Tables and graphs are used to visually represent points of data. They can help make data easier to understand, but they can also cause confusion if not used correctly. Here, we will be discussing some tips on how to use tables and graphs in a PowerPoint presentation.

What is a Table?

A table is a set of columns and rows that contains data. Don’t include too many rows or too many columns in a table if you’re going to use it in a PowerPoint presentation. Tables can be really boring because they only contain data and no visuals. Graph are made using data from tables.

Tables and graphs - Table - 2 - FreePowerPointTemplates

How to Make Tables More Presentable?

You can make a table easier to read by using a different color for the heading text’s background on the first row of the table as shown above. You can also try interchanging the color of each row. This makes the table much easier to read. Try animating the graph by revealing parts of the graph as you talk about them. You can learn how to do this trick easily by reading this.

What are Graphs?

Graphs are used to visually represent one or more sets of data. There are many different types of graphs, but the most common types of graphs are bar, line, area, pie, and column. Graphs usually contain a title, lines, colors, and labels.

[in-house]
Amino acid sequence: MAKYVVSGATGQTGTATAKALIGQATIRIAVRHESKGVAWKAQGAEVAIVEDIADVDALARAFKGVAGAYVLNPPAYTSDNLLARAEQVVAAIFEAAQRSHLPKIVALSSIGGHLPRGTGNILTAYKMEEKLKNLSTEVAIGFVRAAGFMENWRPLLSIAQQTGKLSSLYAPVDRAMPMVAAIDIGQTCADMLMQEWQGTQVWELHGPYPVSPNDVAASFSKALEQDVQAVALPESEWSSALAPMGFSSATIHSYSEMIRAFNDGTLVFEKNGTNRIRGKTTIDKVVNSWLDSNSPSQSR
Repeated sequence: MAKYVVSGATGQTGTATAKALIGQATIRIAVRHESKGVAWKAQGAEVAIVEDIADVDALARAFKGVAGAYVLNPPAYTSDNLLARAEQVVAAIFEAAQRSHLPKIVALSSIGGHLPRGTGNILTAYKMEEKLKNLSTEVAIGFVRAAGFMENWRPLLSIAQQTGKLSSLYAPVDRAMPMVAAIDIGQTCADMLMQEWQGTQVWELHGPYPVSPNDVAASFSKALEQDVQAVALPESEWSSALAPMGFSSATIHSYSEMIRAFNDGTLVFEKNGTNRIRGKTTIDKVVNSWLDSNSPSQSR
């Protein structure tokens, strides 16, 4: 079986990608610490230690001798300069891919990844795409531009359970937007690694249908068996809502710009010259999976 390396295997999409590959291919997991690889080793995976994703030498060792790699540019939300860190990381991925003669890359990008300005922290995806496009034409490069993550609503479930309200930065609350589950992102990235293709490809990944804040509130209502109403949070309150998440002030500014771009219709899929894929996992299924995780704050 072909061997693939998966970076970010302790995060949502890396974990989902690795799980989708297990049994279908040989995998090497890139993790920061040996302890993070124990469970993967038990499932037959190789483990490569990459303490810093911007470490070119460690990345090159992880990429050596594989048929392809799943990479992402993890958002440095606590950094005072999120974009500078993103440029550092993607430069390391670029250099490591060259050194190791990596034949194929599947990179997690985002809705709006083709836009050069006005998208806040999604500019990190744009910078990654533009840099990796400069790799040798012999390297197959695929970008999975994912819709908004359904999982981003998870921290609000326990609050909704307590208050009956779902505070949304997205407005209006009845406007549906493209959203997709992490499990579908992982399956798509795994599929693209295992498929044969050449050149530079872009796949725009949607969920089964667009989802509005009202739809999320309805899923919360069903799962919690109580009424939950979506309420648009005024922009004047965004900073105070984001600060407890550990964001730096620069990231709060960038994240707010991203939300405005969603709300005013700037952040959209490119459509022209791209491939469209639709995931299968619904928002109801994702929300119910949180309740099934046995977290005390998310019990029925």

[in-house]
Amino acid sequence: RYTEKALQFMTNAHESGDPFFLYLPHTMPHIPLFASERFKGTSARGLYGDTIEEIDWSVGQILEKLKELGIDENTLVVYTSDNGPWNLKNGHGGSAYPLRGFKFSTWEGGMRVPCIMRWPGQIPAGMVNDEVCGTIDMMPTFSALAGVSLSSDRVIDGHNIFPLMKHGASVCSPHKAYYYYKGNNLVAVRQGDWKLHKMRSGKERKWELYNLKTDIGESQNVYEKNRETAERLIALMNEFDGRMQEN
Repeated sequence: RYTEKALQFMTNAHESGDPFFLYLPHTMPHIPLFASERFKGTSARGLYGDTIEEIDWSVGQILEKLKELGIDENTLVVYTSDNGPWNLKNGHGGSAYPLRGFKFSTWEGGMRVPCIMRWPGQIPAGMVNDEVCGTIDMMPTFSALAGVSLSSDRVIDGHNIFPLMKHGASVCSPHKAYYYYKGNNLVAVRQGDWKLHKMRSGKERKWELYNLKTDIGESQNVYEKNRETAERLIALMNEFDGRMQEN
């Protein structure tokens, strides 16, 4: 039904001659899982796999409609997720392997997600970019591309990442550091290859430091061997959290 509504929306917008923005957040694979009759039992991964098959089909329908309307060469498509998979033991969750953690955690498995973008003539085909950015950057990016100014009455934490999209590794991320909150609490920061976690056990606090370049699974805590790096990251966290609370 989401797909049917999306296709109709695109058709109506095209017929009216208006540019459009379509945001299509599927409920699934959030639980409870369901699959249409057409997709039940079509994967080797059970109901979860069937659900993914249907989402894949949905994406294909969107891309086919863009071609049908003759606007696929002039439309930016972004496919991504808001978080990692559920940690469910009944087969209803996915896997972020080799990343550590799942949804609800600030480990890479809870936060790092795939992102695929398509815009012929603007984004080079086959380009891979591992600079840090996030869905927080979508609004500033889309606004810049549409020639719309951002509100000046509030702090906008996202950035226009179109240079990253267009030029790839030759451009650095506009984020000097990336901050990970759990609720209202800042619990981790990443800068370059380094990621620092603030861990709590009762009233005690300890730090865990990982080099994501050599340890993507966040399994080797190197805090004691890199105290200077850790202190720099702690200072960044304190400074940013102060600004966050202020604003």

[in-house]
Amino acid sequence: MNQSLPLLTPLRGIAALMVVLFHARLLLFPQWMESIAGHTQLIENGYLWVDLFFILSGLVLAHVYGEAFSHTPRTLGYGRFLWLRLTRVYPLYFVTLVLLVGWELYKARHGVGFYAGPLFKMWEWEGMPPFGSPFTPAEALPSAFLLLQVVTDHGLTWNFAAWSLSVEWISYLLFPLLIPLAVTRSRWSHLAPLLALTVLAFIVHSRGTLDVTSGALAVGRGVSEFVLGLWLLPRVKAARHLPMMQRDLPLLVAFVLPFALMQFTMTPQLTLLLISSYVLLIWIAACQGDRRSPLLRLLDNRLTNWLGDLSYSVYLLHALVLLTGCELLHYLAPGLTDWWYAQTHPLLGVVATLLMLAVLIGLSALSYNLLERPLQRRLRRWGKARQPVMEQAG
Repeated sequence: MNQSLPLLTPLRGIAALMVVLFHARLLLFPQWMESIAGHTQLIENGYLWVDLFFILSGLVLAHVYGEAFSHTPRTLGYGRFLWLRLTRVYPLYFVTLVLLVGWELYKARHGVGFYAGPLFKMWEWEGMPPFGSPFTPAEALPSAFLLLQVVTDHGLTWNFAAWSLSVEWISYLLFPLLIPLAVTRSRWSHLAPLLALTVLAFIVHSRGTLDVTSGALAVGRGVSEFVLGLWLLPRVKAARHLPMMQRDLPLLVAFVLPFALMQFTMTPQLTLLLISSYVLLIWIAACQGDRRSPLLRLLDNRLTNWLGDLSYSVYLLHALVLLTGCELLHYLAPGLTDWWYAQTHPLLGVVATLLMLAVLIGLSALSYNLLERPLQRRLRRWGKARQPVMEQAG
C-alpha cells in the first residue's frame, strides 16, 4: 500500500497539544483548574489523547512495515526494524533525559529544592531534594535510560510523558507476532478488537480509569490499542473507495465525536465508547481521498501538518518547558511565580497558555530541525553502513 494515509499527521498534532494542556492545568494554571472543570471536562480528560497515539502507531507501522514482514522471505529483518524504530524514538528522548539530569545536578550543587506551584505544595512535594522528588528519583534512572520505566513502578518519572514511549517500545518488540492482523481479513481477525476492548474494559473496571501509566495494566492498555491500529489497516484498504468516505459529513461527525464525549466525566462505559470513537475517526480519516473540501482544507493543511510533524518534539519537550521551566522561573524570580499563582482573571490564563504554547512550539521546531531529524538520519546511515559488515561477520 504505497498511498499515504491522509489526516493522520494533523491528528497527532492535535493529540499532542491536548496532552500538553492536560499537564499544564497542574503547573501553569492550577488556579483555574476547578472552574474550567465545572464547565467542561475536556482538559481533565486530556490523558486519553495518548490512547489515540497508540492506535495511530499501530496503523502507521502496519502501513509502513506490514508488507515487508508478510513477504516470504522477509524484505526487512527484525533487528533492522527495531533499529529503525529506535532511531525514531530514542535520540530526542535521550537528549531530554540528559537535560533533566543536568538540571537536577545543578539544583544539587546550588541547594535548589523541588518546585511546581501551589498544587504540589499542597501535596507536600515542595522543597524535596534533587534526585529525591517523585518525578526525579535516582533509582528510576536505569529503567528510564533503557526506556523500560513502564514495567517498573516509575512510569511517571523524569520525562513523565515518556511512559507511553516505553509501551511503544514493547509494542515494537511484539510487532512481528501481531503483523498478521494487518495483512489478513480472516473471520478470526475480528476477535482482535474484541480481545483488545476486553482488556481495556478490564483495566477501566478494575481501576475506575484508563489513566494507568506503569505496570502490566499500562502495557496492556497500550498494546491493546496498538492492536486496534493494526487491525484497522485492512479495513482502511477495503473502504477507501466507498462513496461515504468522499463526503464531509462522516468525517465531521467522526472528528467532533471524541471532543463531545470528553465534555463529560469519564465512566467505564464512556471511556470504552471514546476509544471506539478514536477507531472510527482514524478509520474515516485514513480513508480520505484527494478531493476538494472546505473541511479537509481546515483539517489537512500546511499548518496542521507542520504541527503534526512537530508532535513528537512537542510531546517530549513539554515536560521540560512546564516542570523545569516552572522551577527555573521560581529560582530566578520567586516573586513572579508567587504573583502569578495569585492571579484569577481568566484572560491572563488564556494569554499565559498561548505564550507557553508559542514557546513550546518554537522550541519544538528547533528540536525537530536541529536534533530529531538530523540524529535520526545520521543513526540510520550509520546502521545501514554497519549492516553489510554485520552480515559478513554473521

Tables and graphs - Bar Graph - FreePowerPointTemplates

Each graph (or chart) has its own advantages and disadvantages. The pattern that can be shown with a line graph cannot be shown using a pie chart. A relation between parts of a whole that can be easily shown using a pie chart is not suitable for a line graph. Read about graph types before using them in your presentations.

Making a Graph

Most modern office software has graph building tools for making and editing graphs. Advanced graph making tools are also available for people who need to make really complex graphs. Making a simple graph in PowerPoint varies among different versions of PowerPoint. You can usually make a graph by clicking Insert > Chart

Image Courtesy:

Bar Chart [CC BY 0] via Pixabay

Table 1.. by Özdel K, Taymur [CC BY 2.5] via Wikimedia Commons